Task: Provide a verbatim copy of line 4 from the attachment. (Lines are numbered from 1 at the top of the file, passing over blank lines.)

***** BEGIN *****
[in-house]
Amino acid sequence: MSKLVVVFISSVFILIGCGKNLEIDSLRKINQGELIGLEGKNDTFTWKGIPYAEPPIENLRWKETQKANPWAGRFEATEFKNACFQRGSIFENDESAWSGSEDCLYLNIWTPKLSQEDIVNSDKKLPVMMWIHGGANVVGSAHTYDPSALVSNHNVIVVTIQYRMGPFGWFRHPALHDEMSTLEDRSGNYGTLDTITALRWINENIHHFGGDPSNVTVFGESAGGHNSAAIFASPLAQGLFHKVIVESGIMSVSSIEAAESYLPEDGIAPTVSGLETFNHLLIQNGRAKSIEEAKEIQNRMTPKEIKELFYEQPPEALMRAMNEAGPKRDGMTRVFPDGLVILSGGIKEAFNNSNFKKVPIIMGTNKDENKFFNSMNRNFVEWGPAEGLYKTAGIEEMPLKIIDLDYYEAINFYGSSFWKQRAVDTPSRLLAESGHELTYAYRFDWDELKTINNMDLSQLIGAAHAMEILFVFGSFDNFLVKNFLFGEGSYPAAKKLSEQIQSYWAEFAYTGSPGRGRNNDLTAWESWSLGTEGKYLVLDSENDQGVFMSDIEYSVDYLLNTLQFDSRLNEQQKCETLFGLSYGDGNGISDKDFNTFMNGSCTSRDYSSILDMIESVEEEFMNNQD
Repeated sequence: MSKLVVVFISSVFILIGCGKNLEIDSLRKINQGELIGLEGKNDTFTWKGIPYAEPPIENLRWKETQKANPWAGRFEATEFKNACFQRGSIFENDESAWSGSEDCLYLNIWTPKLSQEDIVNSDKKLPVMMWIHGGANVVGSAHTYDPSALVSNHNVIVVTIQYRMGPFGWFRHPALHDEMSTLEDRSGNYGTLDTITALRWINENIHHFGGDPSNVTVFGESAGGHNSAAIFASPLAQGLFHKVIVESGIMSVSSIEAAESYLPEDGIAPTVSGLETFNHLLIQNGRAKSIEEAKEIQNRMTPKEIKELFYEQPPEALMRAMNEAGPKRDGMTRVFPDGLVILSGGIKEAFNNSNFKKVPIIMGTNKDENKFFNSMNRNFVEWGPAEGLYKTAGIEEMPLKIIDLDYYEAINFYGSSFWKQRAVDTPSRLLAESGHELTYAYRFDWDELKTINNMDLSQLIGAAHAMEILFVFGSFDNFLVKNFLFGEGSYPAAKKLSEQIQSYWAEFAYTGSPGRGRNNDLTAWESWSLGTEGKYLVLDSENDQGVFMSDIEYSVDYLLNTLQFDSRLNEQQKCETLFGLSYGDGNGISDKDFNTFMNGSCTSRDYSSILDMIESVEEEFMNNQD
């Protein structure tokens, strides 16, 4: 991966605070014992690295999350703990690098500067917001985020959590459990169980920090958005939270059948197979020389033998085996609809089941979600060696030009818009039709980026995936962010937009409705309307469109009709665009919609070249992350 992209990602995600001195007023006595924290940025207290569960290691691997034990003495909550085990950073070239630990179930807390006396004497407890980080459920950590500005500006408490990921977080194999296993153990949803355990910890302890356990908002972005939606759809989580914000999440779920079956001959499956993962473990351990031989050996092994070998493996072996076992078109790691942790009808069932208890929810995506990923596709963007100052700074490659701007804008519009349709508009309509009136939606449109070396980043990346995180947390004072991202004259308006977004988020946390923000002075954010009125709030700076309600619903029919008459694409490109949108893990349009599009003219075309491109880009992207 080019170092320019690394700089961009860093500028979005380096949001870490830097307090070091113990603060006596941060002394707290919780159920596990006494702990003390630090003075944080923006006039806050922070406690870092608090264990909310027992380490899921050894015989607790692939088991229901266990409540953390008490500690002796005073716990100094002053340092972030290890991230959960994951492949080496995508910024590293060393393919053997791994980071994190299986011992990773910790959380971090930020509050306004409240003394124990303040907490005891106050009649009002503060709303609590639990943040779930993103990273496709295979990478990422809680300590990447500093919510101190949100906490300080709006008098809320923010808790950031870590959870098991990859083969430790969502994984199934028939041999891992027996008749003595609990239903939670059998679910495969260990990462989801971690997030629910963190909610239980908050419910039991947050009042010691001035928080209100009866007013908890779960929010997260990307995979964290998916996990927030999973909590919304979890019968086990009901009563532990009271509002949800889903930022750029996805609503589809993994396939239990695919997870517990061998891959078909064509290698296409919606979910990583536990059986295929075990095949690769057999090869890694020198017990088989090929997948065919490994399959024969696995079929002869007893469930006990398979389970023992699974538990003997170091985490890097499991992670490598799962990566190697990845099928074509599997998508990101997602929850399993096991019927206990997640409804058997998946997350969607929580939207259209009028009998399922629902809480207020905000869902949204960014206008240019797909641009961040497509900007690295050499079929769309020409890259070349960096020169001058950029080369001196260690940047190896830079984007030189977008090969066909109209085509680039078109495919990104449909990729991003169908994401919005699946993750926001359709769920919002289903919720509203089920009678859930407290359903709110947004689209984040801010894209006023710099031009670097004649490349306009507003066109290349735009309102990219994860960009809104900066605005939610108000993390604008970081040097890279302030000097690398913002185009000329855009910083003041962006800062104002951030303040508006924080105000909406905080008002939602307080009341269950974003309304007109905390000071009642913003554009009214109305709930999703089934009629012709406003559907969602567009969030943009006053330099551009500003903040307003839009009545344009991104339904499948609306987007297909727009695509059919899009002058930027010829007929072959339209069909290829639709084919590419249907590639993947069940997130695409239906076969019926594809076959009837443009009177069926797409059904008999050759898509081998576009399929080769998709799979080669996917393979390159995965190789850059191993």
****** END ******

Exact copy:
């Protein structure tokens, strides 16, 4: 991966605070014992690295999350703990690098500067917001985020959590459990169980920090958005939270059948197979020389033998085996609809089941979600060696030009818009039709980026995936962010937009409705309307469109009709665009919609070249992350 992209990602995600001195007023006595924290940025207290569960290691691997034990003495909550085990950073070239630990179930807390006396004497407890980080459920950590500005500006408490990921977080194999296993153990949803355990910890302890356990908002972005939606759809989580914000999440779920079956001959499956993962473990351990031989050996092994070998493996072996076992078109790691942790009808069932208890929810995506990923596709963007100052700074490659701007804008519009349709508009309509009136939606449109070396980043990346995180947390004072991202004259308006977004988020946390923000002075954010009125709030700076309600619903029919008459694409490109949108893990349009599009003219075309491109880009992207 080019170092320019690394700089961009860093500028979005380096949001870490830097307090070091113990603060006596941060002394707290919780159920596990006494702990003390630090003075944080923006006039806050922070406690870092608090264990909310027992380490899921050894015989607790692939088991229901266990409540953390008490500690002796005073716990100094002053340092972030290890991230959960994951492949080496995508910024590293060393393919053997791994980071994190299986011992990773910790959380971090930020509050306004409240003394124990303040907490005891106050009649009002503060709303609590639990943040779930993103990273496709295979990478990422809680300590990447500093919510101190949100906490300080709006008098809320923010808790950031870590959870098991990859083969430790969502994984199934028939041999891992027996008749003595609990239903939670059998679910495969260990990462989801971690997030629910963190909610239980908050419910039991947050009042010691001035928080209100009866007013908890779960929010997260990307995979964290998916996990927030999973909590919304979890019968086990009901009563532990009271509002949800889903930022750029996805609503589809993994396939239990695919997870517990061998891959078909064509290698296409919606979910990583536990059986295929075990095949690769057999090869890694020198017990088989090929997948065919490994399959024969696995079929002869007893469930006990398979389970023992699974538990003997170091985490890097499991992670490598799962990566190697990845099928074509599997998508990101997602929850399993096991019927206990997640409804058997998946997350969607929580939207259209009028009998399922629902809480207020905000869902949204960014206008240019797909641009961040497509900007690295050499079929769309020409890259070349960096020169001058950029080369001196260690940047190896830079984007030189977008090969066909109209085509680039078109495919990104449909990729991003169908994401919005699946993750926001359709769920919002289903919720509203089920009678859930407290359903709110947004689209984040801010894209006023710099031009670097004649490349306009507003066109290349735009309102990219994860960009809104900066605005939610108000993390604008970081040097890279302030000097690398913002185009000329855009910083003041962006800062104002951030303040508006924080105000909406905080008002939602307080009341269950974003309304007109905390000071009642913003554009009214109305709930999703089934009629012709406003559907969602567009969030943009006053330099551009500003903040307003839009009545344009991104339904499948609306987007297909727009695509059919899009002058930027010829007929072959339209069909290829639709084919590419249907590639993947069940997130695409239906076969019926594809076959009837443009009177069926797409059904008999050759898509081998576009399929080769998709799979080669996917393979390159995965190789850059191993």